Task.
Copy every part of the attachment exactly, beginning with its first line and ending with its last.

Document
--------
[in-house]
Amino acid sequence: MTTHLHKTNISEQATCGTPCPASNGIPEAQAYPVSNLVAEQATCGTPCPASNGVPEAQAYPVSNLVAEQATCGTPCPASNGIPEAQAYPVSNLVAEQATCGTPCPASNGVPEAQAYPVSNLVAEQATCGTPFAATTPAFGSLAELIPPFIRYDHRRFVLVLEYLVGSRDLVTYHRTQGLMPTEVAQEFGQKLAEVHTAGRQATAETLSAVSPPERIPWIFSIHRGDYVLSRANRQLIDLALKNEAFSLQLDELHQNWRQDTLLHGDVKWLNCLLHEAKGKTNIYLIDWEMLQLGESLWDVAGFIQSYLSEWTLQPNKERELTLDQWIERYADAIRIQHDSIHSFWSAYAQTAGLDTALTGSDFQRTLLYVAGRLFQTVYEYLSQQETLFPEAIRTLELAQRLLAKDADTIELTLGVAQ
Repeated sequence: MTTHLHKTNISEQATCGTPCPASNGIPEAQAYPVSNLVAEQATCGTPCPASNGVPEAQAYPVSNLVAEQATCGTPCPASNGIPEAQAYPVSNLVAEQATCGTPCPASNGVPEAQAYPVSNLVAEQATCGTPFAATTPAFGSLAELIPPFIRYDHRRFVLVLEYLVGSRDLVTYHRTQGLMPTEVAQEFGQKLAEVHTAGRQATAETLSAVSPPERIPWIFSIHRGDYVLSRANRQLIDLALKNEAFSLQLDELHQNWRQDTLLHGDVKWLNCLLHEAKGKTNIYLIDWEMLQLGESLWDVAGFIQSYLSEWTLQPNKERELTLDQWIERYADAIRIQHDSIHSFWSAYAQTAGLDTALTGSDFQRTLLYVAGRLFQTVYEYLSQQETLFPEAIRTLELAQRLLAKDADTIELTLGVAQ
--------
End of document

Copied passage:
[in-house]
Amino acid sequence: MTTHLHKTNISEQATCGTPCPASNGIPEAQAYPVSNLVAEQATCGTPCPASNGVPEAQAYPVSNLVAEQATCGTPCPASNGIPEAQAYPVSNLVAEQATCGTPCPASNGVPEAQAYPVSNLVAEQATCGTPFAATTPAFGSLAELIPPFIRYDHRRFVLVLEYLVGSRDLVTYHRTQGLMPTEVAQEFGQKLAEVHTAGRQATAETLSAVSPPERIPWIFSIHRGDYVLSRANRQLIDLALKNEAFSLQLDELHQNWRQDTLLHGDVKWLNCLLHEAKGKTNIYLIDWEMLQLGESLWDVAGFIQSYLSEWTLQPNKERELTLDQWIERYADAIRIQHDSIHSFWSAYAQTAGLDTALTGSDFQRTLLYVAGRLFQTVYEYLSQQETLFPEAIRTLELAQRLLAKDADTIELTLGVAQ
Repeated sequence: MTTHLHKTNISEQATCGTPCPASNGIPEAQAYPVSNLVAEQATCGTPCPASNGVPEAQAYPVSNLVAEQATCGTPCPASNGIPEAQAYPVSNLVAEQATCGTPCPASNGVPEAQAYPVSNLVAEQATCGTPFAATTPAFGSLAELIPPFIRYDHRRFVLVLEYLVGSRDLVTYHRTQGLMPTEVAQEFGQKLAEVHTAGRQATAETLSAVSPPERIPWIFSIHRGDYVLSRANRQLIDLALKNEAFSLQLDELHQNWRQDTLLHGDVKWLNCLLHEAKGKTNIYLIDWEMLQLGESLWDVAGFIQSYLSEWTLQPNKERELTLDQWIERYADAIRIQHDSIHSFWSAYAQTAGLDTALTGSDFQRTLLYVAGRLFQTVYEYLSQQETLFPEAIRTLELAQRLLAKDADTIELTLGVAQ